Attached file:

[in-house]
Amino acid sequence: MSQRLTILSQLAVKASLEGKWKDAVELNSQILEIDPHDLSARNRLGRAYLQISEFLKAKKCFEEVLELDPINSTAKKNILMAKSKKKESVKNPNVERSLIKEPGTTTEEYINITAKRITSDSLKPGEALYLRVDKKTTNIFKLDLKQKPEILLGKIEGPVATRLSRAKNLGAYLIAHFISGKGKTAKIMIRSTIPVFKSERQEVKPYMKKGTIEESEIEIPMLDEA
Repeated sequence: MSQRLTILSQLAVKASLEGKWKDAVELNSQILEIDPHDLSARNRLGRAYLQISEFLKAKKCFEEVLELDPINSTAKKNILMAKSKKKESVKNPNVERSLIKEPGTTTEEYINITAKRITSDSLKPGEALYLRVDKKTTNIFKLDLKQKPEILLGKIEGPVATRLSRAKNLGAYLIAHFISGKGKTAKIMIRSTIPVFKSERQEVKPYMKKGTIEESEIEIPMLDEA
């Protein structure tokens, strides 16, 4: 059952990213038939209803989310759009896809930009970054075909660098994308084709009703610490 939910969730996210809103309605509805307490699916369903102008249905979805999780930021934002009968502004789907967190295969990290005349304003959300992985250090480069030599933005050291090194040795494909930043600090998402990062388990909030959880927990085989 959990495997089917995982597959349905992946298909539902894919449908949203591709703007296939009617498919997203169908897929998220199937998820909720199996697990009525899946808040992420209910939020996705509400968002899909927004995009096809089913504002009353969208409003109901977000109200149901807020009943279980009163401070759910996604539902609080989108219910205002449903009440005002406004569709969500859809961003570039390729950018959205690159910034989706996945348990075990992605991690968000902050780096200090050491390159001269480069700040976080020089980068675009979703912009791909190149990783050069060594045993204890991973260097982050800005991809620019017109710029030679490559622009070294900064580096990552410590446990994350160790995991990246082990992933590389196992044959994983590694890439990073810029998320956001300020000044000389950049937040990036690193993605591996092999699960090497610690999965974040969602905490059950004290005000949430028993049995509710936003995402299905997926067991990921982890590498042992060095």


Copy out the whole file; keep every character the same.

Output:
[in-house]
Amino acid sequence: MSQRLTILSQLAVKASLEGKWKDAVELNSQILEIDPHDLSARNRLGRAYLQISEFLKAKKCFEEVLELDPINSTAKKNILMAKSKKKESVKNPNVERSLIKEPGTTTEEYINITAKRITSDSLKPGEALYLRVDKKTTNIFKLDLKQKPEILLGKIEGPVATRLSRAKNLGAYLIAHFISGKGKTAKIMIRSTIPVFKSERQEVKPYMKKGTIEESEIEIPMLDEA
Repeated sequence: MSQRLTILSQLAVKASLEGKWKDAVELNSQILEIDPHDLSARNRLGRAYLQISEFLKAKKCFEEVLELDPINSTAKKNILMAKSKKKESVKNPNVERSLIKEPGTTTEEYINITAKRITSDSLKPGEALYLRVDKKTTNIFKLDLKQKPEILLGKIEGPVATRLSRAKNLGAYLIAHFISGKGKTAKIMIRSTIPVFKSERQEVKPYMKKGTIEESEIEIPMLDEA
């Protein structure tokens, strides 16, 4: 059952990213038939209803989310759009896809930009970054075909660098994308084709009703610490 939910969730996210809103309605509805307490699916369903102008249905979805999780930021934002009968502004789907967190295969990290005349304003959300992985250090480069030599933005050291090194040795494909930043600090998402990062388990909030959880927990085989 959990495997089917995982597959349905992946298909539902894919449908949203591709703007296939009617498919997203169908897929998220199937998820909720199996697990009525899946808040992420209910939020996705509400968002899909927004995009096809089913504002009353969208409003109901977000109200149901807020009943279980009163401070759910996604539902609080989108219910205002449903009440005002406004569709969500859809961003570039390729950018959205690159910034989706996945348990075990992605991690968000902050780096200090050491390159001269480069700040976080020089980068675009979703912009791909190149990783050069060594045993204890991973260097982050800005991809620019017109710029030679490559622009070294900064580096990552410590446990994350160790995991990246082990992933590389196992044959994983590694890439990073810029998320956001300020000044000389950049937040990036690193993605591996092999699960090497610690999965974040969602905490059950004290005000949430028993049995509710936003995402299905997926067991990921982890590498042992060095």